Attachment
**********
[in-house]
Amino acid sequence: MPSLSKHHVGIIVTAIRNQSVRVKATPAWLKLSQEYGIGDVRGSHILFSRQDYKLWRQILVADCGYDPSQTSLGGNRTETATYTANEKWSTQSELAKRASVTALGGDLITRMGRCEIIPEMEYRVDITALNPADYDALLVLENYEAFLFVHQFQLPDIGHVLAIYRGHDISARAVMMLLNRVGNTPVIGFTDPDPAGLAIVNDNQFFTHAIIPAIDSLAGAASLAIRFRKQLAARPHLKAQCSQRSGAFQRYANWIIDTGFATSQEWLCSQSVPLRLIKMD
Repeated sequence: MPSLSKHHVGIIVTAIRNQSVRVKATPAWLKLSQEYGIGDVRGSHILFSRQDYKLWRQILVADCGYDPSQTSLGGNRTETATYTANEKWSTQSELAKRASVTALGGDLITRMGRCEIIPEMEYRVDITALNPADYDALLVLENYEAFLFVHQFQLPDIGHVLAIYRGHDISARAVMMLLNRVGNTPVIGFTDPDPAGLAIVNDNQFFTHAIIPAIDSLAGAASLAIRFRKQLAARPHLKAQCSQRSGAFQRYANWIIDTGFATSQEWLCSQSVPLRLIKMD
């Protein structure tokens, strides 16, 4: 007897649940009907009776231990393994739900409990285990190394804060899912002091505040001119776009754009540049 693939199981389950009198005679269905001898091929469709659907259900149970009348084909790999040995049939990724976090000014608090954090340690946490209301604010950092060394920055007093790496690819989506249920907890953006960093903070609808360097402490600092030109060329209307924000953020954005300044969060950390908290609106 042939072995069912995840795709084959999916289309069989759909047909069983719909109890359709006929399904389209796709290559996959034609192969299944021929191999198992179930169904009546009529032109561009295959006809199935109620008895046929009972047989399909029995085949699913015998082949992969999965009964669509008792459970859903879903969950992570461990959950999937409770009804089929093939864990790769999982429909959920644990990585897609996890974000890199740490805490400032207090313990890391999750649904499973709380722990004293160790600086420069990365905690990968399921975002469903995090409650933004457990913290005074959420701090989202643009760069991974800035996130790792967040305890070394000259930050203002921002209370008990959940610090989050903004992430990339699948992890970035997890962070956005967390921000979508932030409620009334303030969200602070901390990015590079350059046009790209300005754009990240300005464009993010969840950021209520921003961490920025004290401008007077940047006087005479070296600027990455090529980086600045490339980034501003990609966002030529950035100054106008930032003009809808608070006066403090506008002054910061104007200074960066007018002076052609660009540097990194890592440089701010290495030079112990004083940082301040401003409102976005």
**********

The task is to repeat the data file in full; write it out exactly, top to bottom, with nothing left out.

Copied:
[in-house]
Amino acid sequence: MPSLSKHHVGIIVTAIRNQSVRVKATPAWLKLSQEYGIGDVRGSHILFSRQDYKLWRQILVADCGYDPSQTSLGGNRTETATYTANEKWSTQSELAKRASVTALGGDLITRMGRCEIIPEMEYRVDITALNPADYDALLVLENYEAFLFVHQFQLPDIGHVLAIYRGHDISARAVMMLLNRVGNTPVIGFTDPDPAGLAIVNDNQFFTHAIIPAIDSLAGAASLAIRFRKQLAARPHLKAQCSQRSGAFQRYANWIIDTGFATSQEWLCSQSVPLRLIKMD
Repeated sequence: MPSLSKHHVGIIVTAIRNQSVRVKATPAWLKLSQEYGIGDVRGSHILFSRQDYKLWRQILVADCGYDPSQTSLGGNRTETATYTANEKWSTQSELAKRASVTALGGDLITRMGRCEIIPEMEYRVDITALNPADYDALLVLENYEAFLFVHQFQLPDIGHVLAIYRGHDISARAVMMLLNRVGNTPVIGFTDPDPAGLAIVNDNQFFTHAIIPAIDSLAGAASLAIRFRKQLAARPHLKAQCSQRSGAFQRYANWIIDTGFATSQEWLCSQSVPLRLIKMD
């Protein structure tokens, strides 16, 4: 007897649940009907009776231990393994739900409990285990190394804060899912002091505040001119776009754009540049 693939199981389950009198005679269905001898091929469709659907259900149970009348084909790999040995049939990724976090000014608090954090340690946490209301604010950092060394920055007093790496690819989506249920907890953006960093903070609808360097402490600092030109060329209307924000953020954005300044969060950390908290609106 042939072995069912995840795709084959999916289309069989759909047909069983719909109890359709006929399904389209796709290559996959034609192969299944021929191999198992179930169904009546009529032109561009295959006809199935109620008895046929009972047989399909029995085949699913015998082949992969999965009964669509008792459970859903879903969950992570461990959950999937409770009804089929093939864990790769999982429909959920644990990585897609996890974000890199740490805490400032207090313990890391999750649904499973709380722990004293160790600086420069990365905690990968399921975002469903995090409650933004457990913290005074959420701090989202643009760069991974800035996130790792967040305890070394000259930050203002921002209370008990959940610090989050903004992430990339699948992890970035997890962070956005967390921000979508932030409620009334303030969200602070901390990015590079350059046009790209300005754009990240300005464009993010969840950021209520921003961490920025004290401008007077940047006087005479070296600027990455090529980086600045490339980034501003990609966002030529950035100054106008930032003009809808608070006066403090506008002054910061104007200074960066007018002076052609660009540097990194890592440089701010290495030079112990004083940082301040401003409102976005």